It’s December and the festive season is upon us once again. Ahead of us lay hours of rushing through shops trying to mark off items from our seemingly endless shopping lists, barging through the crowds on our way. And then there are the party invites flooding into our inbox, several of these falling on the same night and all – without fail – impossible to decline less our friendships be strained forevermore. Add to this the torrent of cookery shows impressing upon us the urgent need to be a Michelin Star chef come Christmas day and no wonder the season fills us with an overwhelming sense of stress.
Recalling last Christmas it was clear I was stressed, I had just finished planning my parents honeymoon and was completely burnt out. At the time I was aware I wasn’t myself but, in the depths of my stress, I just saw a seemingly endless to do list which absolutely had to be done – whether I was up to it or not. It’s often so easy to recognise when we have been stressed in the past, but what do we do when we are in the midst of it? How can we learn to recognise what to look out for and react accordingly to reduce it?
A good way to assess whether we are stressed is to be aware of the symptoms that arise. There are a wide variety of symptoms and they fall into three main categories, these being psychological, emotional and physical. Psychological symptoms include memory problems, persistent worrying and poor concentration and the effects of these can serve to actually increase stress. What impact would poor concentration or memory problems have on our work, for example? Emotional symptoms range from mood swings, feeling overwhelmed, an inability to relax and even, in more severe cases, depression.
Surprisingly stress can affect our physical well being too, in some cases causing colds, a loss of sex drive and aches and pains. If these seem all too familiar it is very probable you are in a state of stress. With symptoms including poor concentration, aches and pains and persistent worrying it is natural to feel like tackling stress is just one more thing to worry about but once we understand the basic dynamics of stress, it becomes much easier to combat. The dynamic of stress relates to both the demands and resources we find in our daily lives.
Fundamentally stress occurs when the demands on our time, emotions and energy outweigh the resources we have at our disposal. All of us face three main areas of demands. There are our everyday demands (which can be emotional, physical, financial and social), adjustments to new situations (for example, finding yourself unemployed) and our attitudes and expectations about ourselves and others. In recent years the demands we face in our everyday lives have increased. This issue has been caused, in part, by the medias tireless promotion of being able to have it all. With the media continually portraying images of people having a successful career, an abundance of money, the perfect family, a thriving social life, an immaculate appearance with an enviable wardrobe and an array of interesting hobbies and leisure pursuits to follow, no wonder our desire to have the perfect life endures.
This constant striving to have it all drives us to take on more demands in our daily lives, leading to our everyday demands being relatively high. With our routine demands already high we must draw on our resources even more if we are to manage the additional demands of adjusting to new situations and must actively work on having realistic expectations of both ourselves and others, amongst all the media hype. The list below shows the possible demands we face in detail, take some time now to list which ones apply to you.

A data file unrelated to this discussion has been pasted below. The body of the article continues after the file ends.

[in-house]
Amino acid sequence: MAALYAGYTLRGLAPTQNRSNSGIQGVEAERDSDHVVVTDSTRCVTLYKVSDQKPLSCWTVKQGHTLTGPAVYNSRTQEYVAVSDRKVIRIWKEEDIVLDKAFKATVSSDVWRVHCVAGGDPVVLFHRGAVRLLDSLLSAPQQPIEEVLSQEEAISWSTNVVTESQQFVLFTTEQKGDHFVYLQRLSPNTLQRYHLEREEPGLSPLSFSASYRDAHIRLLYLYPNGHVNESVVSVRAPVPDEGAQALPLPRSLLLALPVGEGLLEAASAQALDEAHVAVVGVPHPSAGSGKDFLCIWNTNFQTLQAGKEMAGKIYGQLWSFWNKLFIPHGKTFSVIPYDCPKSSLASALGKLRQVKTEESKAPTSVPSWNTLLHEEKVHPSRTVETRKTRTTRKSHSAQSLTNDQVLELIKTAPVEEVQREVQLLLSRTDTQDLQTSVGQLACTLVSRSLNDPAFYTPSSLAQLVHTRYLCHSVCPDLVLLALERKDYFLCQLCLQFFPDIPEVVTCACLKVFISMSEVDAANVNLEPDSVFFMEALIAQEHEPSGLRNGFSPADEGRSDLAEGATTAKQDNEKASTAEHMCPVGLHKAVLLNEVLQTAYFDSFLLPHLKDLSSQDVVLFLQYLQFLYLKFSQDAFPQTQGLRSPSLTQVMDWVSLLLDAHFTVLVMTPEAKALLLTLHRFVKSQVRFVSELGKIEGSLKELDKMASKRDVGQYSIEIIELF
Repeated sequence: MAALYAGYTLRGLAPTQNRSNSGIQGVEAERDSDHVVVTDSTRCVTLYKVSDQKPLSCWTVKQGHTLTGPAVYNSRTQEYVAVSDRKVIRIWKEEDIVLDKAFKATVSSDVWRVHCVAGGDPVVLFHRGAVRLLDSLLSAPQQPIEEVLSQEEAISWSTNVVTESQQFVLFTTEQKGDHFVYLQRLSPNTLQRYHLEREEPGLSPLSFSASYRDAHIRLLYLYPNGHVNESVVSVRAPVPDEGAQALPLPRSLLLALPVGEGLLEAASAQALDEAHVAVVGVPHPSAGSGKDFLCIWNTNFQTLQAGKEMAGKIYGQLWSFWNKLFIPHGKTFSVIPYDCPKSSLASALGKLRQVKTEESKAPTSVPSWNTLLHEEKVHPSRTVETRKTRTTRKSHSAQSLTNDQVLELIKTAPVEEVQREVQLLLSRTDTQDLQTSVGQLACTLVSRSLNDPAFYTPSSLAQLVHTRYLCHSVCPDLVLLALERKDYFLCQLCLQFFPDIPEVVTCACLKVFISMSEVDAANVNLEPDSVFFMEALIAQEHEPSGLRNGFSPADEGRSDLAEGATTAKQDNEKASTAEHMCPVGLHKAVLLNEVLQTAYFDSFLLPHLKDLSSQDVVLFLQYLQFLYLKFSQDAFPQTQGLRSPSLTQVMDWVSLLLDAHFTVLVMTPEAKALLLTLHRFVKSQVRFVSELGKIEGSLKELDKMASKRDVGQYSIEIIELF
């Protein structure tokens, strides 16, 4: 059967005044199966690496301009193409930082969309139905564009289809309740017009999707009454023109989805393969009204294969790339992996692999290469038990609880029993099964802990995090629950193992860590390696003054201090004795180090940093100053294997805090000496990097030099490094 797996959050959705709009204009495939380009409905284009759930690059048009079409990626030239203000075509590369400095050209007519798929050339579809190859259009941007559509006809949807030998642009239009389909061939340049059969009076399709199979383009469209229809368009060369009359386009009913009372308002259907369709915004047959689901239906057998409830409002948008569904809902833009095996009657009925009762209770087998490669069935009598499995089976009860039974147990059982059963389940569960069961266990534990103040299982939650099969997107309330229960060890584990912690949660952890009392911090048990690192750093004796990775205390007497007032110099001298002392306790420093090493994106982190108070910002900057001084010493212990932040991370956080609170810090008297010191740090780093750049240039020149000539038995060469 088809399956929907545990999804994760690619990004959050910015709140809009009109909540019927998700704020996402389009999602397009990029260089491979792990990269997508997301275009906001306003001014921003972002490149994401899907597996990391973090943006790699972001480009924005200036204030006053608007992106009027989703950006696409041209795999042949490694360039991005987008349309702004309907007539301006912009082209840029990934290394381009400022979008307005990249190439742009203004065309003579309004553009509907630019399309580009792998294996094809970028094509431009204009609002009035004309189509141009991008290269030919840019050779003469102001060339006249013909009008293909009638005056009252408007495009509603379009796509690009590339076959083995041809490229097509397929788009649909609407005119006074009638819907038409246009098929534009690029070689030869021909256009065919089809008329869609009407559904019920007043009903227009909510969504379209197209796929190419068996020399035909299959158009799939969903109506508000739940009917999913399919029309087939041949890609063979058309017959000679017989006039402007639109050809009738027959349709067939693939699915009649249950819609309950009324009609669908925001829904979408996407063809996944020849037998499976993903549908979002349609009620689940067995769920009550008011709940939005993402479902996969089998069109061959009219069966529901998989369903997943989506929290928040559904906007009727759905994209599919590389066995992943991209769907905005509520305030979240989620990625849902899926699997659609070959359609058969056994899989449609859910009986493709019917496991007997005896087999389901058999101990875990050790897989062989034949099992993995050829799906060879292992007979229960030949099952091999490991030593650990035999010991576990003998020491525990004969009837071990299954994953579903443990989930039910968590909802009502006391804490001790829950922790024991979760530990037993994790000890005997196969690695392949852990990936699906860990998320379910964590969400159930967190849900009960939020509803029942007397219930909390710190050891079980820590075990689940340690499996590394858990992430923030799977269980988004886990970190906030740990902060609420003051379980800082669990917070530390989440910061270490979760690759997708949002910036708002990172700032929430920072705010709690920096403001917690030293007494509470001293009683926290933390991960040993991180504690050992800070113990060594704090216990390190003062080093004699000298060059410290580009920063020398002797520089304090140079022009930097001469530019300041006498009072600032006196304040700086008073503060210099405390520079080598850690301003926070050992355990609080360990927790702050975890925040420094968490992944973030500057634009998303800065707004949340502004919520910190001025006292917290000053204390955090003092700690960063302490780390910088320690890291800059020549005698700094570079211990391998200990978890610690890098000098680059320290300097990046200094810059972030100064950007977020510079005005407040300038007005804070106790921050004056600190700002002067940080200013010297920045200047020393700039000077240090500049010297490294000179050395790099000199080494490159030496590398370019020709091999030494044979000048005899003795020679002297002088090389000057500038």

Emotional disposition – negative
Energy – poor
Health – bad
Interests – are these demanding?
Do you have any new situations you are adjusting to?
Unrealistic attitudes and expectations of ourselves and others
Thankfully we can manage our demands by drawing on our resources. The resources everyone has at their disposal are our physical health, our skills and experience, our attitudes and beliefs, our emotional make-up, the social support we have in our lives and our ability to relax. The list below details these resources in-depth, take a look and pay particular attention to the resources you have but do not often use in times of stress.
Our attitudes and beliefs – be optimistic
Energy – high
Our skills and experience
Health – good
Effective time management
Emotional make up – remain positive
Interests – rewarding
If you feel like stress may be a factor in your life, it is often useful to write a list of both your demands and the resources you are currently drawing on. This can then help you to decipher whether your demands are too high and your balance is overdrawn. If we are still unsure whether our demands are higher than our resources, our behaviour can offer vital clues. Social withdrawal, changes in eating patterns and drinking excessively can all be indicators that our stress levels are too high.
Next week we will examine how we can actively reduce our stress. Are you currently stressed? How have you been handling your stress so far? Which resources do you find most helpful when stressed? Do you have any helpful tips to de-stress? Which resources could you draw more on to boost your resistance to stress? Please comment and share your experiences with our community to gain insight, encouragement and support.
- Write a list your current demands
- Write a list of the resources you are currently drawing on. (HINT: Read from the list above)
- Write a list of the resources you are not drawing on which could help reduce your stress levels and list ways you can begin to draw on them.
‘GUIDED mindfulness meditation CD series’ by Jon Kabat-Zinn, available on Amazon
‘Manage Your Stress for a Happier Life’ by Looker, Terry, Gregson, Olga, available on Amazon